You have now created the base Windows Server Failover Cluster. 


Any attempt to access the AlwaysOn features in Management Studio with first completing the configuration will result in the error below. 


Open the SQL Server Configuration manager tool and under "SQL Server Services", right click the service you wish to configure for AlwaysOn. You will see the dialog below, check the "Enable AlwaysOn Availability Groups" checkbox and click "OK". You will need to restart the service. 

Deploy A New Availability Group Using the Wizard

Now we have AlwaysOn enabled we can start to configure a new group, righ click "Availability Groups" and select to create a new group. The new availability group wizard starts as shown below, supply your group name and click "Next".



Select the database(s) to participate in the AlwaysOn group and click "Next". 



Specify the Availability Replicas and move to the "Endpoints" tab. Check the endpoint configuration and move to the "Backup Preferences" tab. 



Specify the backup preferences and move to the listener tab. 



Provide details of the Listener IP, TCP port and network name, then click "Next". 


Select your synchronisation preference and click "Next" 


Check the validation screen and click "Next". 


Review the summary and click "Finish". 


 Once the wizard finishes, click close.


New Availability Group deployed, configured and synchronised. 



Manually Failover The Availability Group 

To manually failover the new group, right click the group and select "Failover".


Click "Next" at the failover wizard welcome screen. 


Select the new Primary replica and click "Next". 


Connect to the new Primary replica. 


Connected so click "Next". 


Review the summary screen and click "Finish". 



When the wizard finishes click close.



 Manually Deploy A New Availability Group

If this is the first time you are creating an AlwaysOn availability group on your instance and you are performing the action manually you need to perform the following first.

    AS TCP ( LISTENER_PORT = 5022 )

GRANT CONNECT ON ENDPOINT::MyEndpoint TO [domain\account]

Failure to create the endpoints first will stop the specified replicas from joining to the availability group.

To manually deploy an Availability Group without using the wizard, right click "Availability Groups" and select "New availability group" then use the following steps. 

Provide a group name and also add in any databases you wish to include. Alongside your Primary replica (the instance you are adding the group on), enter the details of one or more secondary replicas (SQL Server instances you wish to act as secondaries), including the mirroring endpoint URL. Once you have populated these details switch to the "Backup Preferences" page.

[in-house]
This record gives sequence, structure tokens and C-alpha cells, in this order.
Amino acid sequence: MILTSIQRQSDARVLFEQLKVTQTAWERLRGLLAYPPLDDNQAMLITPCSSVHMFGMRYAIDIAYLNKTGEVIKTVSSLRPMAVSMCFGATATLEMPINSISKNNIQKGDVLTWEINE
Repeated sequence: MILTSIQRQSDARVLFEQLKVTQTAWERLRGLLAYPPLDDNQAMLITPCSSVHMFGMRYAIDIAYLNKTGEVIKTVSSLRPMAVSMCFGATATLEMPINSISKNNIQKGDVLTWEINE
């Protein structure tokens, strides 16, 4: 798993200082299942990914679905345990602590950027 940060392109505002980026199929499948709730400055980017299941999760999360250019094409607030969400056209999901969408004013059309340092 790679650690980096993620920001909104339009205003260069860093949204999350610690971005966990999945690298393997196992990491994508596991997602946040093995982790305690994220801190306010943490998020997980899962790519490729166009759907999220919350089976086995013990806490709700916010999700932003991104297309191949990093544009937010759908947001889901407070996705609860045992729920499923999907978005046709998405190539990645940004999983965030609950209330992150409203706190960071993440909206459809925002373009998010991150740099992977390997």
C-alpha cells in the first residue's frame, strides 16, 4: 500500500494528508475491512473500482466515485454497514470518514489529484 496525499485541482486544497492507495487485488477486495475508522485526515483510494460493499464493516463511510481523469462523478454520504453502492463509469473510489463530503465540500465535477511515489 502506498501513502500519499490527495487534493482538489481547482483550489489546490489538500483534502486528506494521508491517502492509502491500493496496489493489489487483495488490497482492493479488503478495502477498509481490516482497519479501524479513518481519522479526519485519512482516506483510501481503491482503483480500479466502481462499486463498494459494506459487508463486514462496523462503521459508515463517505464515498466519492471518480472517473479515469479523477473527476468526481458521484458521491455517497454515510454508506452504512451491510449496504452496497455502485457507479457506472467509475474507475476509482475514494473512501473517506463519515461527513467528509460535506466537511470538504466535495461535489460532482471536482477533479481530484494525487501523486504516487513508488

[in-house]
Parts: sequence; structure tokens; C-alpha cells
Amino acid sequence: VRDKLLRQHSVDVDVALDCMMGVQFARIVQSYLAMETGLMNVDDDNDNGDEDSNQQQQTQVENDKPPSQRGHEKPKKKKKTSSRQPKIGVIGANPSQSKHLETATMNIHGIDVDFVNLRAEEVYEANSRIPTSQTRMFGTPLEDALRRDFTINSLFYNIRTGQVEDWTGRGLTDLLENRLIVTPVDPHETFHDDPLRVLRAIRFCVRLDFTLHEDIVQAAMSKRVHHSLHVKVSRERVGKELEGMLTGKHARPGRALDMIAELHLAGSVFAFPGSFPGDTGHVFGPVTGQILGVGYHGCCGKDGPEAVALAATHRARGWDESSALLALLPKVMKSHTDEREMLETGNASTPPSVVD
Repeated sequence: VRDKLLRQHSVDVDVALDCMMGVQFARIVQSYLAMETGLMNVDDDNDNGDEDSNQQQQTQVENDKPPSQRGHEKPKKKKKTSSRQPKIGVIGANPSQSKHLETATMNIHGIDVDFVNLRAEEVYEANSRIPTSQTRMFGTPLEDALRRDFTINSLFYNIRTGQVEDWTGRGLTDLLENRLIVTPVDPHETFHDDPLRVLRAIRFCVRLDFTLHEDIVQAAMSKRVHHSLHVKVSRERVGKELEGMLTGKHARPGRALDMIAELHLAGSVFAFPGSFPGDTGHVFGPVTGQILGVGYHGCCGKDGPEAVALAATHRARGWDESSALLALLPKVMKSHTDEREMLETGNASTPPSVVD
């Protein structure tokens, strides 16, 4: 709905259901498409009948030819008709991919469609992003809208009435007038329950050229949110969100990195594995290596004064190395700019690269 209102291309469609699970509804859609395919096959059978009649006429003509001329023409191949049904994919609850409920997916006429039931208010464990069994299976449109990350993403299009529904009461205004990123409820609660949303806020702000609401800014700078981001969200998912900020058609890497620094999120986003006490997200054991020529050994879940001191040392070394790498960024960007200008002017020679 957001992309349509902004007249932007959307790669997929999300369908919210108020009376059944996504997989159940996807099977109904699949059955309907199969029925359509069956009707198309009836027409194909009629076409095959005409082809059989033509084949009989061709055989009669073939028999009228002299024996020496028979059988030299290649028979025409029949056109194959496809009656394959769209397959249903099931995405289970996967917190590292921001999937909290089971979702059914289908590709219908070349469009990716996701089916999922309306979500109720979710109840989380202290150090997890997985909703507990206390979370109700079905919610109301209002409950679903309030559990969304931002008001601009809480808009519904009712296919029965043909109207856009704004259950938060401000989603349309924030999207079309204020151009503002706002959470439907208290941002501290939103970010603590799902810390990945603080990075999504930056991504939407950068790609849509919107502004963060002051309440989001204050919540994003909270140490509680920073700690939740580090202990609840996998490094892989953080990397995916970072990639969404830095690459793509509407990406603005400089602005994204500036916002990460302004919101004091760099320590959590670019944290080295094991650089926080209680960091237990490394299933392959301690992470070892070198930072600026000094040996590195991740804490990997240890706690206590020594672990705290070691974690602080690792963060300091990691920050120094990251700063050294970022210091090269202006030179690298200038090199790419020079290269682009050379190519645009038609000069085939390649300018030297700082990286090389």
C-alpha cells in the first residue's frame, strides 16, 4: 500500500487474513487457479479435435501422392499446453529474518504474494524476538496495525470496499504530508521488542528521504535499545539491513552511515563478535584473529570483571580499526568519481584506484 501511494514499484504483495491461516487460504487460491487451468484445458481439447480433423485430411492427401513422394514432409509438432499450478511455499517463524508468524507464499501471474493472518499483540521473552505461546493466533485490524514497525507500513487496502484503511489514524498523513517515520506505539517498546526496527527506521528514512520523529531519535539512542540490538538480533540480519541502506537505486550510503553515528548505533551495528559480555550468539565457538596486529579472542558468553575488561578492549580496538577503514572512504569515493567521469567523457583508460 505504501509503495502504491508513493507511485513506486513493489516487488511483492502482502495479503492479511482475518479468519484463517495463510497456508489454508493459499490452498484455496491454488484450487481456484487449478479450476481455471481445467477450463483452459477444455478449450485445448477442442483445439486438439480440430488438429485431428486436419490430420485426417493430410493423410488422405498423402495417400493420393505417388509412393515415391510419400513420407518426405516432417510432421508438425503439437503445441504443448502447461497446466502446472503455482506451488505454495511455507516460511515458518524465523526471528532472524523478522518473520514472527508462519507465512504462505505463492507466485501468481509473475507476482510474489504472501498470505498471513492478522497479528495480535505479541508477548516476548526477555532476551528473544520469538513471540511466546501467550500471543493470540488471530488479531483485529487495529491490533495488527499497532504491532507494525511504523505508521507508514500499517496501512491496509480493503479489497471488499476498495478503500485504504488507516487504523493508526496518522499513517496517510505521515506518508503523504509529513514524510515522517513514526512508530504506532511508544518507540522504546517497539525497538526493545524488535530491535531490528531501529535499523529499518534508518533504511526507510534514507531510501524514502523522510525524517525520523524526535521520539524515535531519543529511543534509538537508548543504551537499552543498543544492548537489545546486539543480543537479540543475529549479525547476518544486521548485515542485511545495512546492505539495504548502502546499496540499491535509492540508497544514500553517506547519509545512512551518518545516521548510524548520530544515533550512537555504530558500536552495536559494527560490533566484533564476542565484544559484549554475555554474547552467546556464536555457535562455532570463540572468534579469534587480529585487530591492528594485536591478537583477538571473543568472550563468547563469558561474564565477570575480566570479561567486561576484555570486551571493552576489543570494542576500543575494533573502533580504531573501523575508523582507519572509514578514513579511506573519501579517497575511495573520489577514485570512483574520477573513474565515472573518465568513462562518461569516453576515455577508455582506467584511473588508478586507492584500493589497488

Select your backup preferences and any replica backup priorities and click "OK". 


Expand the new AO group and right click availability group listeners and select "Add Listener". 


Right click the partner node (identified by the red stop icon) and select "Join to availability group". 


Connect to the instance 


Click "OK" to join the group 


The secondary replica has been joined to the AO group. 


Open the secondary instance and move to the availability group details. Right click the secondary database (with yellow warning triangle icon) and select "Join to availability group". 


Click "OK" to continue, 


If successful, the secondary database should change to the familiar Microsoft green facing right arrow icon. 


Checking Failover Cluster manager we now see the service and its resources created to support the AlwaysOn Availability group. Upon failover of the primary, the cluster group\application moves to the new primary instances node.



AlwaysOn availability groups offer a range of possibilities not only to provide redundancy but for offloading backup and reporting I\O too. As always, plan carefully for your requirements and implement the correct solution first time. Building out to test systems not only verifies your configuration but helps you to prepare for your Live deployment.

How To Create a Corrupt SQL Server Database for Test Purposes

clock April 16, 2012 13:52 by author TopDog

It's quite possible that at some point you may want to have the use of a corrupted SQL Server database for test or DR practice purposes. In fact, this can also aid in the recovery steps for a corrupted database once the file and object architectures are fully understood.
Don't ever be tempted to just go run the "Repair_allow_data_loss" clause of DBCC CHECKDB, it does what it says on the tin. I was recently involved on a forum post where a user had done exactly that, without understanding the ramifications or understanding the output of DBCC CHECKDB.